Mensing reiterated that “in no way, shape or form has this caravan encouraged anyone to cross illegally.”
“Nobody on the organizing team or legal team of this caravan has ever encouraged anyone to cross illegally,” said Mensing during a Tuesday morning news conference.
Mensing said attention should instead be focused on the group that was “trying to apply for asylum in the United States legally, and the U.S. government is not allowing them to do so.”
The Justice Department announced Monday night that it had filed charges against 11 people who were “suspected members” of the caravan for allegedly entering the United States illegally. One was alleged to have been previously deported, according to a department statement.
Border patrol agents apprehended them in areas west of San Ysidro, according to the statement.
“When respect for the rule of law diminishes, so too does our ability to protect our great nation, its borders and its citizens,” Attorney General Jeff Sessions said in the statement. The Trump administration has previously described the caravan as a threat.
A federal law enforcement official told NBC News on Tuesday: “Membership with the caravan was disclosed during routine immigration inspection and questioning done by federal immigration authorities.”
Mensing said during the Tuesday news conference that some people claim to be part of the caravan but are not with the group.
He noted that one of the 11 people charged by the Justice Department was from Mexico and said there were no Mexican citizens with the caravan other than young children who had recently been born after their parents fled Central America.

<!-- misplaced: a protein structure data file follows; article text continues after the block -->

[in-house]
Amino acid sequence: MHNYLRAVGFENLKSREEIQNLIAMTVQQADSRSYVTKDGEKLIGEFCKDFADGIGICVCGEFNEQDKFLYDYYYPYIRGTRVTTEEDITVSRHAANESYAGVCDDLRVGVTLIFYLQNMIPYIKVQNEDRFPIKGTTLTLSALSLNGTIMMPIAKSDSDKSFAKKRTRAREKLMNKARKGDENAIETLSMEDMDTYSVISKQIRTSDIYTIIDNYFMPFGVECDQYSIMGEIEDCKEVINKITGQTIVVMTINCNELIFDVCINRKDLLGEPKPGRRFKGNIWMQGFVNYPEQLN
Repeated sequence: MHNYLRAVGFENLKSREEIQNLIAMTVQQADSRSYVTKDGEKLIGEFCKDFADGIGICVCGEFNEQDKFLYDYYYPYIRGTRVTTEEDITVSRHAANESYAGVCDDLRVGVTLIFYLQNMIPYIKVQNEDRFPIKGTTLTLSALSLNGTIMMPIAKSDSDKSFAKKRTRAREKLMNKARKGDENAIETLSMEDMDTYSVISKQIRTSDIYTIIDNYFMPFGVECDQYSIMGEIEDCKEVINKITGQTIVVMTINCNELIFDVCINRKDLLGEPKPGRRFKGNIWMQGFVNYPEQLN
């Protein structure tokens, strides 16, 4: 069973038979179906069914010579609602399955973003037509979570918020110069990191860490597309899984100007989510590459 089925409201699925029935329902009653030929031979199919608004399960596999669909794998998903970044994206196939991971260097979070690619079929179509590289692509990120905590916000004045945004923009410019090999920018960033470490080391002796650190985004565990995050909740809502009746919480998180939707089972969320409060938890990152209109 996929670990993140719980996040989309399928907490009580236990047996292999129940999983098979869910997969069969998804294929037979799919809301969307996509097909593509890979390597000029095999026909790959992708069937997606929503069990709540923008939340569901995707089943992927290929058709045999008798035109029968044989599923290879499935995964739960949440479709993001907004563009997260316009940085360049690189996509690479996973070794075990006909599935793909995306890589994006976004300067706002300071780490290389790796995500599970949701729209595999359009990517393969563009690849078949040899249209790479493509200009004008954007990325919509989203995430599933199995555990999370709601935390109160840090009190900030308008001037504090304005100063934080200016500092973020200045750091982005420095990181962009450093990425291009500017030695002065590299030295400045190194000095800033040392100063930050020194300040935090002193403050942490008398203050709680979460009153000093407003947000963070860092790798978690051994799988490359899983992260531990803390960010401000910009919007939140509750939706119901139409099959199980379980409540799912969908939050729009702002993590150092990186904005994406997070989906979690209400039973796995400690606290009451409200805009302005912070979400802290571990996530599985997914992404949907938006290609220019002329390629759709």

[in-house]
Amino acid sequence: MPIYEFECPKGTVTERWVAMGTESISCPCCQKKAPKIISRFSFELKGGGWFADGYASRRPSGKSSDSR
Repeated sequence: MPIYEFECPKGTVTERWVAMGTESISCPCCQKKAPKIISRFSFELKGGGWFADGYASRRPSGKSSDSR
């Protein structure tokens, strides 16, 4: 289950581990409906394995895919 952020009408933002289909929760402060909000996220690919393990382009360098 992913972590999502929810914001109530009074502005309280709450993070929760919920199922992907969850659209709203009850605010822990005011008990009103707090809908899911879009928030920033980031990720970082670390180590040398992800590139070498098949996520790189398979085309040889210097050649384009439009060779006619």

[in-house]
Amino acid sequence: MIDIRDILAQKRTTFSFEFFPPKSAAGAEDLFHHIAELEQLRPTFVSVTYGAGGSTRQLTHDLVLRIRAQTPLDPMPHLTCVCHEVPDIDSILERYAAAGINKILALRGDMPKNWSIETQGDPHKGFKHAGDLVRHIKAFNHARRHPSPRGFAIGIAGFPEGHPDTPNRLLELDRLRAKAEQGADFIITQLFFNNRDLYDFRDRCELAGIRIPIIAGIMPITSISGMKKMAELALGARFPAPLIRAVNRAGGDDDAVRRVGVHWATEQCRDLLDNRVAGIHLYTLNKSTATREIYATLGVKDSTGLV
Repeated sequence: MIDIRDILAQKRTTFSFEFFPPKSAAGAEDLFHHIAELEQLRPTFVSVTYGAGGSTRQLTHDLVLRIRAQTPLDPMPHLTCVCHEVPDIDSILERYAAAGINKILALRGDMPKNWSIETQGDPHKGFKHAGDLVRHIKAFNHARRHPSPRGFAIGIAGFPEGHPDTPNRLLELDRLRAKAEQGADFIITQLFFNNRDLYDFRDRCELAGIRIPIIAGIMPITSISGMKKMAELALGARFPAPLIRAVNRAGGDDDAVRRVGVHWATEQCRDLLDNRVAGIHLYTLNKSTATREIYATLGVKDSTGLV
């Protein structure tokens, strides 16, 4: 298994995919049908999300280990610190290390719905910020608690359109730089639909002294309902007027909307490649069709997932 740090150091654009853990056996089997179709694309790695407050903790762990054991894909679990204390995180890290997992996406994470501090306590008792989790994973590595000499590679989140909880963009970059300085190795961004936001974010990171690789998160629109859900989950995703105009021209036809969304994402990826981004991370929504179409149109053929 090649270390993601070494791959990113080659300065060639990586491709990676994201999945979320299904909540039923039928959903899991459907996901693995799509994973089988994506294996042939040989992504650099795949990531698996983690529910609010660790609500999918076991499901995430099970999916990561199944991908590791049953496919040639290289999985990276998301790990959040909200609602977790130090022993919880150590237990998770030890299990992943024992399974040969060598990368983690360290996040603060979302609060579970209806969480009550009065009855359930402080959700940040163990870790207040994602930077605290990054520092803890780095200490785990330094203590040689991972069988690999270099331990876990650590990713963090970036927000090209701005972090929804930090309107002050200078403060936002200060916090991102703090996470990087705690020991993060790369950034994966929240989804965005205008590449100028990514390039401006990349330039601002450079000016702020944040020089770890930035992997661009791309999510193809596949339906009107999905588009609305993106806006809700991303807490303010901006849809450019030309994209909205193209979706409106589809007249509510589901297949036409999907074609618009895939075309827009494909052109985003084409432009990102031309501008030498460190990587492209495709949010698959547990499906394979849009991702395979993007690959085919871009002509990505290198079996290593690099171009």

Late Tuesday morning, several migrants were allowed into the United States at the San Ysidro port of entry to have their asylum claims processed, according to Elena Alderman, a member of the aid group.
An initial group of eight was allowed into the United States late Monday, and migrants cheered and vowed to stay and wait their turn.
“We’re excited to hear about the eight who made it in last night, but either way, we will stay. We will fight for asylum. I want a better life for Oscar,” Wendi Garcia, who fled Honduras with her 2-year-old son, said Tuesday.
Garcia said she was fleeing violence from corrupt police in her home country. “Women I worked with at the factory disappeared at the hands of police,” she said. “They were killed.”
She said the hardest part of her journey with Oscar was fearing for his as they braved the infamous freight train known as La Bestia, which means “The Beast,” to get part of the way through Mexico.
“I would tell him, hold on to me, son, hold on to me tight,” she said. “I was so scared.” Garcia feared she would fall asleep and accidentally let go of her son, making him fall off the train.
Alexandra Mejia, a transgender woman fleeing persecution in El Salvador, said she can’t take staying and waiting at the camp much longer.
“I can’t take it here anymore,” she said. “The nights are too cold and sleeping on the floor is painful. We have to walk a mile to use the bathroom every day at a nearby shelter. I can’t do it any longer.”